LOI should be viewed in context
Key details not available for proper assessment
Total cost to Bahamians unknown
DNA hopes for the best for Grand Bahama
The Democratic National Alliance (DNA) welcomes any news or initiative with the potential to boost the Bahamian economy. We are hopeful that the long-suffering people of Grand Bahama will finally get some relief and a much-needed economic stimulus imminently.
It is on this premise that the DNA is cautiously optimistic on the prospective sale of the Grand Lucayan resort and proposed developments in our nation’s second capital.
The signing of a Letter of Intent (LOI) between Lucayan Renewal Holdings Ltd. (LRHL) and Royal Caribbean Cruises Ltd. and the ITM Group for the purchase of the resort should be taken as what it actually is. The LOI is simply a document which contains declarations of the intentions of both the seller and purchaser. The approval process and formal discussions on a Heads of Agreement for an actual purchase have yet to be completed.
Successive administrations have been known to sign LOIs in the past with some of these being engulfed in controversy or not materializing. Many will recall the infamous Stellar Energy Waste LOI and the Wynn LOI for the purchase of the Grand Lucayan signed in December 2017.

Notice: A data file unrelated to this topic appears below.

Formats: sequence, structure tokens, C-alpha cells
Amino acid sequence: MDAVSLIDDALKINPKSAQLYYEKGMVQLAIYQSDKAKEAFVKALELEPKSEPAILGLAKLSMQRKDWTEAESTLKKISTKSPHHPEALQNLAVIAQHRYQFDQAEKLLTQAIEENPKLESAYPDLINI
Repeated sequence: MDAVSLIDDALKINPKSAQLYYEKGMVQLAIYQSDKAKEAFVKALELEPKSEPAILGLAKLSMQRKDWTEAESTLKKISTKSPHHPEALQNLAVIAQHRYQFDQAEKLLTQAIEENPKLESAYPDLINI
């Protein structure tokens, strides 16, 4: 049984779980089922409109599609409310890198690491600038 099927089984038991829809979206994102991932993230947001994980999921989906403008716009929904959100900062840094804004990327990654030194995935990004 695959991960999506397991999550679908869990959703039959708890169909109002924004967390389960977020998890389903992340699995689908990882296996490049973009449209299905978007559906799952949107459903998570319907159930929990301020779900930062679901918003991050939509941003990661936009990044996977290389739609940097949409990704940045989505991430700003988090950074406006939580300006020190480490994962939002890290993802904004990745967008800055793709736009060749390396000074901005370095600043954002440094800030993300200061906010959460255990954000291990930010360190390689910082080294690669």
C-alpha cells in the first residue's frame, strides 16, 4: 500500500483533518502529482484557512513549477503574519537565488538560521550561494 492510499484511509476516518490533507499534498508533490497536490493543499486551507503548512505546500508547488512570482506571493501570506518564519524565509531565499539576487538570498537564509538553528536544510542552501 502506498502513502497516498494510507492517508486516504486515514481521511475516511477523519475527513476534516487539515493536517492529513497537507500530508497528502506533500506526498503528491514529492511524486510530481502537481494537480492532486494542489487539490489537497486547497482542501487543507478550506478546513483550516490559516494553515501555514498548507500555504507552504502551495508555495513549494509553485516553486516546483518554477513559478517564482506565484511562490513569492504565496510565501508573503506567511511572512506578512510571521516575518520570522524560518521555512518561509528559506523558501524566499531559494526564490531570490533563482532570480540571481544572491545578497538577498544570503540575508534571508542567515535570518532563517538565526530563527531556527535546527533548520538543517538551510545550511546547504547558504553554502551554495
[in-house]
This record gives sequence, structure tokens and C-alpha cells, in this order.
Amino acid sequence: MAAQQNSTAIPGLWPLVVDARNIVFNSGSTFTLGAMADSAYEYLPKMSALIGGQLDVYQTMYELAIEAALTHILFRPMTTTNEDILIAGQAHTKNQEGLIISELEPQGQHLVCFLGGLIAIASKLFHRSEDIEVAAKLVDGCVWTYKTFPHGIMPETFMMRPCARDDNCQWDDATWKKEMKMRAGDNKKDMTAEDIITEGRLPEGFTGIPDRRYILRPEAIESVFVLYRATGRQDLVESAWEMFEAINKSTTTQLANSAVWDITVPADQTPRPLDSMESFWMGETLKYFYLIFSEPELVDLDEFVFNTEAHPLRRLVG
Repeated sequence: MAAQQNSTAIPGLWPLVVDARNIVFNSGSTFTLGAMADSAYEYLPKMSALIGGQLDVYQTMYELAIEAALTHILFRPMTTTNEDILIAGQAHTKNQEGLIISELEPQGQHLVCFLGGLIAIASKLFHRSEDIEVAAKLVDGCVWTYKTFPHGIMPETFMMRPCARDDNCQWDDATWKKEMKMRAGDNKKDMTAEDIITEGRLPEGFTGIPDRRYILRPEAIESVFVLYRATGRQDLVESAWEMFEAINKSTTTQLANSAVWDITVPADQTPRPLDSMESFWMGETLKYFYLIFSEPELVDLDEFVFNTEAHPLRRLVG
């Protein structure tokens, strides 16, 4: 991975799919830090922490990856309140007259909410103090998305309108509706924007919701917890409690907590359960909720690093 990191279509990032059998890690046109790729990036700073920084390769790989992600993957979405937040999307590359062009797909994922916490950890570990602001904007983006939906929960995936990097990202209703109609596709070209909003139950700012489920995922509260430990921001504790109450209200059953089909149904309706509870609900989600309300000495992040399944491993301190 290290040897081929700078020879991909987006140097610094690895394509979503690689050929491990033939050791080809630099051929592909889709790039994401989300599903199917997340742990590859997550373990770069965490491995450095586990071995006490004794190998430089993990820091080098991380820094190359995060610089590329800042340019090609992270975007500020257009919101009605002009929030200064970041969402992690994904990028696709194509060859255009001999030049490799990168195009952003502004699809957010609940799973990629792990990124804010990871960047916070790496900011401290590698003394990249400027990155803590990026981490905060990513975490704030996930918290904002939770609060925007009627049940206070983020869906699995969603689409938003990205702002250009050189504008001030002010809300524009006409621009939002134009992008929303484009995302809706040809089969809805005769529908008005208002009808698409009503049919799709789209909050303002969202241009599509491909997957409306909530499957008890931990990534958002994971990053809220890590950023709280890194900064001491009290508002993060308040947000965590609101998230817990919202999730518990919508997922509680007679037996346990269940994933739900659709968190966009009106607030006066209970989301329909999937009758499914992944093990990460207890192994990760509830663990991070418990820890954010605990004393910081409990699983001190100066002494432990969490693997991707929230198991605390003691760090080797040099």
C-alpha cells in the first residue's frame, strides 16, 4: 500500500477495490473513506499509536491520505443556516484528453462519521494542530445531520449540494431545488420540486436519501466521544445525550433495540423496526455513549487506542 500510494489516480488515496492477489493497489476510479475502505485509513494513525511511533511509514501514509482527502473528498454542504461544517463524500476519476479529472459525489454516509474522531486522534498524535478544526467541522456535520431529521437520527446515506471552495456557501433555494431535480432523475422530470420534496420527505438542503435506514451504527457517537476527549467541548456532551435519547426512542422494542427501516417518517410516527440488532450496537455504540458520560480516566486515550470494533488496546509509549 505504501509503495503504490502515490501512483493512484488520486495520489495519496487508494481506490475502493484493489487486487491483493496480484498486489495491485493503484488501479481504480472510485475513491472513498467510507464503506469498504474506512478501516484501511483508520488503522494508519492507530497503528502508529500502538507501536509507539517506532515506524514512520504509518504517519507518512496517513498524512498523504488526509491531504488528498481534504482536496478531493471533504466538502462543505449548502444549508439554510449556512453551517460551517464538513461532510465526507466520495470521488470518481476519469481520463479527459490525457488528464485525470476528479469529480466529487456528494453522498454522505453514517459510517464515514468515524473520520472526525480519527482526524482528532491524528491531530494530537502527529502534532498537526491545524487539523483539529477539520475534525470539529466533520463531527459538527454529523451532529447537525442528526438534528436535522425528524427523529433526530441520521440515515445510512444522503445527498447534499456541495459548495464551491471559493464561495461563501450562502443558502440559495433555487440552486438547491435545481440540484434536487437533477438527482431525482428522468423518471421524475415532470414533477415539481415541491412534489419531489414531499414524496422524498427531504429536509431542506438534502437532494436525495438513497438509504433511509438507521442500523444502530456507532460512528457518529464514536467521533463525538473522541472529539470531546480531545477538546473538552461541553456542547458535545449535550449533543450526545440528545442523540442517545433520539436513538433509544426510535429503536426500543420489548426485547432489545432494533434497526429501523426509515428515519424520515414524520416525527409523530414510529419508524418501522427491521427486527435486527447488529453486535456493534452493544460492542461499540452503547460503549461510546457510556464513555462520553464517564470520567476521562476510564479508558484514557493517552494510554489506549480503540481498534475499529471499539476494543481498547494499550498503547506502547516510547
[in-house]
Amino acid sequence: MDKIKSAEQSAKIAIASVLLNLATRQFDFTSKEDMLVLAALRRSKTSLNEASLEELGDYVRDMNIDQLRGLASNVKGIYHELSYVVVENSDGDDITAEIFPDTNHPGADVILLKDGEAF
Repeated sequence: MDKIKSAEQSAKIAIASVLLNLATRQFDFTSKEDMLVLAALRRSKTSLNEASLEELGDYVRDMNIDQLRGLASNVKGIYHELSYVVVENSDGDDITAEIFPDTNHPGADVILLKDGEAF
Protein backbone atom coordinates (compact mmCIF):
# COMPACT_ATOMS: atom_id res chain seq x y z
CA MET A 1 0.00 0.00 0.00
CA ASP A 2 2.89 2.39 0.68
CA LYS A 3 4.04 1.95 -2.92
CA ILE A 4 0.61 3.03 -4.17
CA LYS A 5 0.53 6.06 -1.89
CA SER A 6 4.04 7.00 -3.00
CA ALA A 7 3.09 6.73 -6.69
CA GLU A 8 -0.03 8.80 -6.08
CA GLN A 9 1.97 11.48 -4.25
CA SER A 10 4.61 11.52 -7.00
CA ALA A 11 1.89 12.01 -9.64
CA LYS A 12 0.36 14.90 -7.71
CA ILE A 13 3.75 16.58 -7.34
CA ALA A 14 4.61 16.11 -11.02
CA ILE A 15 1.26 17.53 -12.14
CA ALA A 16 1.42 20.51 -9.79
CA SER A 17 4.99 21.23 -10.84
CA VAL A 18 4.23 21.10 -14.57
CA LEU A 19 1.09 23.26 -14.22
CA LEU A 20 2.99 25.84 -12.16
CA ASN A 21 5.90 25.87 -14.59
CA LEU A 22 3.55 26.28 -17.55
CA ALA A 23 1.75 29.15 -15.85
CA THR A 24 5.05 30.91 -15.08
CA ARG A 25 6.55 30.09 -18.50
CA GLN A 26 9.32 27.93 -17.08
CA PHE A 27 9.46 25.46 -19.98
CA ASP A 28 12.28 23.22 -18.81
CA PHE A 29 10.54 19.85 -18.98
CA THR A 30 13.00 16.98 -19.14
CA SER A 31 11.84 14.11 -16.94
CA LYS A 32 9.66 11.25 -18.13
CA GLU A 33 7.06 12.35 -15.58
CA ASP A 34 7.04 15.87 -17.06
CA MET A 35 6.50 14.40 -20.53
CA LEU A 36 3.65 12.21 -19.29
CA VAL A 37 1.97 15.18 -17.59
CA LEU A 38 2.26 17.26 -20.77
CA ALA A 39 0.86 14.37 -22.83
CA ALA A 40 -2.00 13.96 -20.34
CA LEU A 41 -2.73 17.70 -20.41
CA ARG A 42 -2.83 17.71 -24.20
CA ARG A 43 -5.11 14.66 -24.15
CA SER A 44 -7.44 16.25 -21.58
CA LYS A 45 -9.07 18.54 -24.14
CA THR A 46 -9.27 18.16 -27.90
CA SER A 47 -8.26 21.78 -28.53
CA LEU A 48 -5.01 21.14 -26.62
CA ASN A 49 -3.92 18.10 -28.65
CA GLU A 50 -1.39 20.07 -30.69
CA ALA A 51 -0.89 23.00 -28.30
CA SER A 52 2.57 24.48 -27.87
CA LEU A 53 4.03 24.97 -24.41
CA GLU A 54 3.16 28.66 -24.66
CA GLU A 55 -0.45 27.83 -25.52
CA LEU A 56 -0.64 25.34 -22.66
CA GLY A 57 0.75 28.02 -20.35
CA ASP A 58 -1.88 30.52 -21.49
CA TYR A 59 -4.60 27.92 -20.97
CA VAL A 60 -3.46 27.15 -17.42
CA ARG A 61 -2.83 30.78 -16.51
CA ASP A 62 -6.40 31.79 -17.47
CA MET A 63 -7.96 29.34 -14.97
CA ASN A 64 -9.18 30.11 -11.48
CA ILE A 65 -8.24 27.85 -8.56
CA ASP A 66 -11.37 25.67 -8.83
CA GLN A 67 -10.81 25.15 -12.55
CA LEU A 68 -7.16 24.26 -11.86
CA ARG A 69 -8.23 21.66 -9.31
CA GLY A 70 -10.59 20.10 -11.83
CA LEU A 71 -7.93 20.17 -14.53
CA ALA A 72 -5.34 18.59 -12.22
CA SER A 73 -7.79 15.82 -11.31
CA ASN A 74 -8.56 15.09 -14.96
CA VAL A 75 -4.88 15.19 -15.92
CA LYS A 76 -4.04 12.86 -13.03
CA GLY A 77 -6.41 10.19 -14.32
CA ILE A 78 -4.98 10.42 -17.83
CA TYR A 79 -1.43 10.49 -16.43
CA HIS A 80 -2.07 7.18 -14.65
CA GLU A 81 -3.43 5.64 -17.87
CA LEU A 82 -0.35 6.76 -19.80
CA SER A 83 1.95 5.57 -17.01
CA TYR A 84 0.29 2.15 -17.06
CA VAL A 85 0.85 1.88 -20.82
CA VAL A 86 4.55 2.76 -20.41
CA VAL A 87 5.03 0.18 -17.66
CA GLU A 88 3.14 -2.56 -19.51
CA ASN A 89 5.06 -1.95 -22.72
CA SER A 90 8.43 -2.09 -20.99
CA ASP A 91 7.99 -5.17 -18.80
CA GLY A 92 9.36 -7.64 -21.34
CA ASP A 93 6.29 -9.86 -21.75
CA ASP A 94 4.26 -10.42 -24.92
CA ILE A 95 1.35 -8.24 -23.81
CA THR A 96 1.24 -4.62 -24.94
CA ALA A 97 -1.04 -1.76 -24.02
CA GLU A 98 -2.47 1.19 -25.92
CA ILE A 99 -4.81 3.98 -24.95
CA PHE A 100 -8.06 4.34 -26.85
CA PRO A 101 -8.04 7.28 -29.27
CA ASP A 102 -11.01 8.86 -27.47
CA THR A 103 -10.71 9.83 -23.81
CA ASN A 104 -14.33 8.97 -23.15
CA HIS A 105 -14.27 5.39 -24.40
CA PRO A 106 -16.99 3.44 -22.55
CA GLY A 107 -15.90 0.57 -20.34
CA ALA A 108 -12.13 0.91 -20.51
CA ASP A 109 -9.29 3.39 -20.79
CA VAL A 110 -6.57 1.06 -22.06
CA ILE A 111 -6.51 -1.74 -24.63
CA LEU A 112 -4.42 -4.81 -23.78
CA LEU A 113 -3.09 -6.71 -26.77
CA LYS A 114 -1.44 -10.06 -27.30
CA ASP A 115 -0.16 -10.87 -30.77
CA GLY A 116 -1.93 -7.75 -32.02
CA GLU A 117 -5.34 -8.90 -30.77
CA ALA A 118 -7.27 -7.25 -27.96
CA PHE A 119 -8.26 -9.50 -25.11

In the case of the Wynn Grand Lucayan LOI, the government was not involved in the signing as this was only a preliminary step in the process. Rather, the announcement was made by the government following the signing between Hutchison Whampoa and the Wynn Group. The Minister of Tourism was perhaps mindful of this when he stated that the Chairman of LRHL spoke prematurely about an imminent deal for the Grand Lucayan. The Prime Minister’s absence from the signing also speaks volumes about the significance of this ceremony.
There are currently no details beyond the announcement and photo opportunity for the government. The announced purchased price of $65 million is meaningless in the absence of specific details on the incentives, massive subsidies and concessions that will be provided by the government and funded by taxpayers to make this deal happen as well as how the issue of airlift will be addressed. Further, it is evident that the purchase price will not cover the costs expended by the government to date inclusive of operation costs to manage the hotel, severance packages, any repairs carried out since the government’s purchase and the interest costs on the loan from Hutchinson Whampoa among other things.
The government will need to disclose the total cost to Bahamians seeing that the Wynn Group had sought $159.65 million in concessions to make the resort functional. Concerns had also been expressed about the cost of energy, taxes and inefficiencies at that time. The Prime Minister had cited these as the reason why the deal with Wynn fell through and as justification for the purchase of the property for $65 million (even though it was appraised at $57 million prior to being damaged by Hurricane Matthew).
We are hopeful that this is not another political stunt and that this deal will bring an end to the emotional roller coaster that successive administrations have placed on Grand Bahamians.
Arinthia S. Komolafe, Leader
Democratic National Alliance